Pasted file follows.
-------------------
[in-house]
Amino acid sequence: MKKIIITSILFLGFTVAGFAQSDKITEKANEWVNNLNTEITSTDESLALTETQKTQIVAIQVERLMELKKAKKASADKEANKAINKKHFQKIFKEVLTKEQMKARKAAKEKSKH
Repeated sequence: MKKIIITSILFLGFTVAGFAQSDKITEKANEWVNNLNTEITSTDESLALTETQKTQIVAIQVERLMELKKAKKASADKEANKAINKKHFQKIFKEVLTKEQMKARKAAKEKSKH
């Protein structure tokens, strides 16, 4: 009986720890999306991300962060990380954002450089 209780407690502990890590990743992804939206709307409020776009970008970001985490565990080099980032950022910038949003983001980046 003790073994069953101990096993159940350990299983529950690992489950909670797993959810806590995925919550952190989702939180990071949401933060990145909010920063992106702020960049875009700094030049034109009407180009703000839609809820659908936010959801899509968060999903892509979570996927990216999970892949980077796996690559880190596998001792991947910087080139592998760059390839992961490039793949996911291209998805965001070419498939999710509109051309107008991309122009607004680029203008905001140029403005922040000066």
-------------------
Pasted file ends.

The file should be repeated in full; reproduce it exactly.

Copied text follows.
[in-house]
Amino acid sequence: MKKIIITSILFLGFTVAGFAQSDKITEKANEWVNNLNTEITSTDESLALTETQKTQIVAIQVERLMELKKAKKASADKEANKAINKKHFQKIFKEVLTKEQMKARKAAKEKSKH
Repeated sequence: MKKIIITSILFLGFTVAGFAQSDKITEKANEWVNNLNTEITSTDESLALTETQKTQIVAIQVERLMELKKAKKASADKEANKAINKKHFQKIFKEVLTKEQMKARKAAKEKSKH
């Protein structure tokens, strides 16, 4: 009986720890999306991300962060990380954002450089 209780407690502990890590990743992804939206709307409020776009970008970001985490565990080099980032950022910038949003983001980046 003790073994069953101990096993159940350990299983529950690992489950909670797993959810806590995925919550952190989702939180990071949401933060990145909010920063992106702020960049875009700094030049034109009407180009703000839609809820659908936010959801899509968060999903892509979570996927990216999970892949980077796996690559880190596998001792991947910087080139592998760059390839992961490039793949996911291209998805965001070419498939999710509109051309107008991309122009607004680029203008905001140029403005922040000066």